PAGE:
Showing real women in advertising typically gets a ho-hum reaction from me. Let's face it, it's usually not much more than a publicity stunt.
And there's always photoshopping. Lots of it. Because you know and I know that the photographers and stylists would rather have been working with professional models than with real women and all their "flaws."
But not this campaign.
It's from Sport England. The goal of this campaign is to encourage overweight women to exercise. No fat-shaming, just real empowerment. There's a sincerity conveyed in this spot that's typically lacking in advertising using real women.
Set to Missy Elliot's "Get Your Freak On," the spot shows real women exercising, pushing themselves, competing — and it makes no apologies for the jiggly thighs and sweaty clothes.
The Kate Spade fashion brand is launching Perch displays in select stores. They're basically interactive digital displays built into merchandising tables; when a customer picks up a product off the table, the action launches animated messaging to appear on the table.
Information technology company Unisys is executing a highly-targeted -- and highly-unusual -- new business effort.
When the newest issue of Fortunelands on the desks of 20 select CIOs, there should be some audible gasps: according to The Wall Street Journal, the cover of each executive's issue of Fortune will feature each executive's own face on the cover. The back cover of each issue will include a personalized letter from Unisys.
Can you imagine the smile creeping across these executives' faces as they peruse their magazine?
More to the point, can you imagine these executives not taking a call from Unisys?
Extra Credit Points
In my humble opinion, most B2B tag lines are crap. Unisys' tag line is a notable exception that receives my highest praise: I wish I'd done it.
AdJab reported last week that fashion house Badgley Mischka had hired actress Sharon Stone to appear in a new print campaign for its evening gowns. I couldn't see why they would choose an actress who's not particularly popular with women and hasn't had a hit movie in years (that was my polite way of calling her a has-been).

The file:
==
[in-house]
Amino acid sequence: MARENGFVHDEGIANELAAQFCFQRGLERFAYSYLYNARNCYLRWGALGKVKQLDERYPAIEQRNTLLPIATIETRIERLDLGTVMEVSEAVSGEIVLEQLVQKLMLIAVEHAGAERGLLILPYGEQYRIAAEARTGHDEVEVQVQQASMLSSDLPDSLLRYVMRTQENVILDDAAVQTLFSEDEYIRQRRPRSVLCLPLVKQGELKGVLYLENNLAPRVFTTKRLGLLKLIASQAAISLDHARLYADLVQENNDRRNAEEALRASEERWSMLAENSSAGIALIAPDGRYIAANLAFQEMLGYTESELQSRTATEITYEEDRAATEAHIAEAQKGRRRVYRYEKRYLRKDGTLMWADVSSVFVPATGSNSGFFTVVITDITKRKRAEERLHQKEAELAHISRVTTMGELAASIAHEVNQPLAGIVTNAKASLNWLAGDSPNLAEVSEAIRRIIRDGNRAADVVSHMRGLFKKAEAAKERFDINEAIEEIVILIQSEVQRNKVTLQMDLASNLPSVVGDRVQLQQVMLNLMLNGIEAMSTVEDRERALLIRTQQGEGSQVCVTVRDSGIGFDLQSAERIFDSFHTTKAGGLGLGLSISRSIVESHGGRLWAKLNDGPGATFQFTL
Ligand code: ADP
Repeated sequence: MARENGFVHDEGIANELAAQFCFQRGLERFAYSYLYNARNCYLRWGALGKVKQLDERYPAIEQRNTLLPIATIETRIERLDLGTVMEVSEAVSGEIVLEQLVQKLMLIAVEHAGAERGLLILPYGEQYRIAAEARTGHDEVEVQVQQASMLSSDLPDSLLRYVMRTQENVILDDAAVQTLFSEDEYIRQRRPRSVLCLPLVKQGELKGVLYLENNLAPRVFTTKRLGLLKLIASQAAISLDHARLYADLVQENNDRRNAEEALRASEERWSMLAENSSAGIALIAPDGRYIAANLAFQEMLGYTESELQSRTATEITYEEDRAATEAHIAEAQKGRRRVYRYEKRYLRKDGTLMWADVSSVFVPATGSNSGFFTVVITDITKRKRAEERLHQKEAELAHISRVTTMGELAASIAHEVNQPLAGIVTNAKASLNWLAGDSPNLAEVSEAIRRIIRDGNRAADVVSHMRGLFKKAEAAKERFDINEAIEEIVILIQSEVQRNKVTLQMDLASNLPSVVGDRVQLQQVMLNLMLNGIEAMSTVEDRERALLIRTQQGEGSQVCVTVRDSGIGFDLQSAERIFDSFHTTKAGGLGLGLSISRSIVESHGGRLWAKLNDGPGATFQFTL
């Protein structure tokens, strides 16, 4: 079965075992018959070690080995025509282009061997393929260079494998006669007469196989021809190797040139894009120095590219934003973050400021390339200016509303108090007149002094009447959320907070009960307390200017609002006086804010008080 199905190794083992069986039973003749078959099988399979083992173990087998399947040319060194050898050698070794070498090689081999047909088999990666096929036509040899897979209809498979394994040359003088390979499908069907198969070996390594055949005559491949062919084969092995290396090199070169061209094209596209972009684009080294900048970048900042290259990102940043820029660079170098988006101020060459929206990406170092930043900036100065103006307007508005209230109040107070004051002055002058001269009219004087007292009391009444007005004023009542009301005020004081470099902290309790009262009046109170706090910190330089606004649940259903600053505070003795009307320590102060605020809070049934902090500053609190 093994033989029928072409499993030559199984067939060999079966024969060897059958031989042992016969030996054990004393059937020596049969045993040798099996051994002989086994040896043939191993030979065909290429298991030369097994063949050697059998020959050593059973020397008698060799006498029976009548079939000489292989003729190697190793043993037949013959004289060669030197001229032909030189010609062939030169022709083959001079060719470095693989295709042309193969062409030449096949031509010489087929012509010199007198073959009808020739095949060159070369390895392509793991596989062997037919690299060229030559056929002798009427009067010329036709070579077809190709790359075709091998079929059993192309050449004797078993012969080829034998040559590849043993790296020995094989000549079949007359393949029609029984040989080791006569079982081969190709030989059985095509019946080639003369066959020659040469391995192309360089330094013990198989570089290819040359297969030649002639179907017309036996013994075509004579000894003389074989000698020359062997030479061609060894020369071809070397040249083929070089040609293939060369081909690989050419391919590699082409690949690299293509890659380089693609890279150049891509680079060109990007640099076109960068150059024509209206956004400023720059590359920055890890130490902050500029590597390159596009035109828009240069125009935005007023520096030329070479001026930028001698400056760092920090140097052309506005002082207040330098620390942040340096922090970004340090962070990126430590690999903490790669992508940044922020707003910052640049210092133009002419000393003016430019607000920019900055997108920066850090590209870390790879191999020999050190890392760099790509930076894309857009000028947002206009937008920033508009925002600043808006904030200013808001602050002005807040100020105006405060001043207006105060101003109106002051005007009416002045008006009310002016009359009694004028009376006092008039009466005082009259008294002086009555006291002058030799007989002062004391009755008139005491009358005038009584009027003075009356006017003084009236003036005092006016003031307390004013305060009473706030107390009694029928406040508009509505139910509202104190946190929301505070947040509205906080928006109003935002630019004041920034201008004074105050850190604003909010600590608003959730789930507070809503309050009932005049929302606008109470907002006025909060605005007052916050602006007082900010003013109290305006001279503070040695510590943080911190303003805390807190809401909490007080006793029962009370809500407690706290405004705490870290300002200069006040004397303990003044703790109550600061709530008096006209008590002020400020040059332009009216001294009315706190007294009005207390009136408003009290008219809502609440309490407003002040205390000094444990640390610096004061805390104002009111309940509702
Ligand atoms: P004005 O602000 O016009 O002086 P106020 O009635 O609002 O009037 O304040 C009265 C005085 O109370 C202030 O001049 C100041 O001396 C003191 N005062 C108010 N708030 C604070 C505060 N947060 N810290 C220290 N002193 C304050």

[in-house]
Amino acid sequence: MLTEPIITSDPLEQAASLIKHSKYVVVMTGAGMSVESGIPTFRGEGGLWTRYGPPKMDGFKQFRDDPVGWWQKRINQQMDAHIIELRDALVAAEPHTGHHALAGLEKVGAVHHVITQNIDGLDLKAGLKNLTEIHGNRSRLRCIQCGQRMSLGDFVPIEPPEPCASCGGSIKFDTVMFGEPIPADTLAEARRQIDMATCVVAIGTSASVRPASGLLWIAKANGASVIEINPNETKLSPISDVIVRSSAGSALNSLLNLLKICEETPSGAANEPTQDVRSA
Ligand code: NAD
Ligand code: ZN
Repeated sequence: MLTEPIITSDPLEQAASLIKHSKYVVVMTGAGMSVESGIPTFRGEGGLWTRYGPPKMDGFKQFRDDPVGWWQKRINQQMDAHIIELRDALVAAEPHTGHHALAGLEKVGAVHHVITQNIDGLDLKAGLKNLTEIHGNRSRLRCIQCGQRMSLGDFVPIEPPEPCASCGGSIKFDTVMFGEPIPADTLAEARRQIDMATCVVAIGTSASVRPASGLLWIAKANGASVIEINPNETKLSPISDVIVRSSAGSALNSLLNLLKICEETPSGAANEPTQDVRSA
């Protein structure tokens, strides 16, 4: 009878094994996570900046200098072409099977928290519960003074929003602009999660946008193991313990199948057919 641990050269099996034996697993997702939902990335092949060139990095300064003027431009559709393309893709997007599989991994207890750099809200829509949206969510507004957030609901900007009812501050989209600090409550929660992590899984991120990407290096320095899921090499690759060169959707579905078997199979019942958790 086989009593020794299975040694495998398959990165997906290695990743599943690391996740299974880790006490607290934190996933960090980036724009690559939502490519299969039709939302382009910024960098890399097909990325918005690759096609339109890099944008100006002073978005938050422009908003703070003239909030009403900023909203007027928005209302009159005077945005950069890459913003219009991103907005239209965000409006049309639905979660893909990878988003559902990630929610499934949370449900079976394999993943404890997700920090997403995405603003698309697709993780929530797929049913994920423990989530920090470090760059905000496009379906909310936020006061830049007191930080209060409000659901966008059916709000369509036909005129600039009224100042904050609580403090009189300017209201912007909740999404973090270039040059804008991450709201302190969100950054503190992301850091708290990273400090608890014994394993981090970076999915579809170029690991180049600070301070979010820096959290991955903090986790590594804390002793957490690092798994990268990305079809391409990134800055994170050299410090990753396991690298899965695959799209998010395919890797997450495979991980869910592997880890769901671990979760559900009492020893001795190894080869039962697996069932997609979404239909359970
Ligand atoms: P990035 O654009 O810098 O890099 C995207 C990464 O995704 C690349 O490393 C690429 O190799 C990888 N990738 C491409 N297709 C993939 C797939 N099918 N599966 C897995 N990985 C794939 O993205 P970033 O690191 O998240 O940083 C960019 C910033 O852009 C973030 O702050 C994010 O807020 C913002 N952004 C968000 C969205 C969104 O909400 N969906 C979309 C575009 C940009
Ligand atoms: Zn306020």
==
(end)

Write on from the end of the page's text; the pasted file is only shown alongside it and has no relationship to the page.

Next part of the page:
I left a comment to this effect on the blog.
A few hours later, some nasty (and cowardly because he didn't leave an e-mail address) person who called himself AdMan entered a post about how "hot" Sharon Stone is and added a rather hurtful personal dig at me. (You want to read it? Click here and scroll.)
Interestingly enough, the next day's AdJab reported about a new study from the University of Florida, Gainsville that suggests showing glamorous and seductive models in ads turns women off. And the survey points to the wide disparity between what male executives think will appeal to women and what actually does attracts women buyers.
Sharon Stone is wrong for Badgley Mischka. I was right. And AdMan sucks.
Purell, the hand sanitizer, and its ad agency, JWT Toronto have found an interesting way to remind people of the importance of washing one's hands.
They've distributed to physicians' offices yellow stickers to be affixed to the covers of the magazines in their patient waiting rooms. (You know the magazines we mean. The dog-eared issues that are still wondering when Brad and Jennifer are going to have a baby.)
The bygone issue dates of the magazines are visible through a hole in the stickers, resulting in cautionary headlines such as:
Thumbed through by sick people since May 2005
Exposing patients to more than germs since June 2004
Gently sneezed on since January 2006
Each sticker features a call-to-action encouraging the reader to visit WashYourHands.tv, which links to the Purell website.
It's a very clever idea, but why would doctors' offices want to remind patients that doctors are providing germ-infested publications? And wouldn't patients -- especially the ones who are sick with the flu or some other misery that's passed on by germs -- be thinking, "NOW you tell me, after I've already touched this foul thing?"
Purell should have provided physicians with a meaningful incentive to use with these stickers -- such as an ample supply of free samples to be placed alongside the be-stickered magazines. Physicians would feel they were educating their patients. Patients would appreciate the gesture. And if the samples' labels included the website, Purell would have a snowball's chance of actually driving some visitors to that site.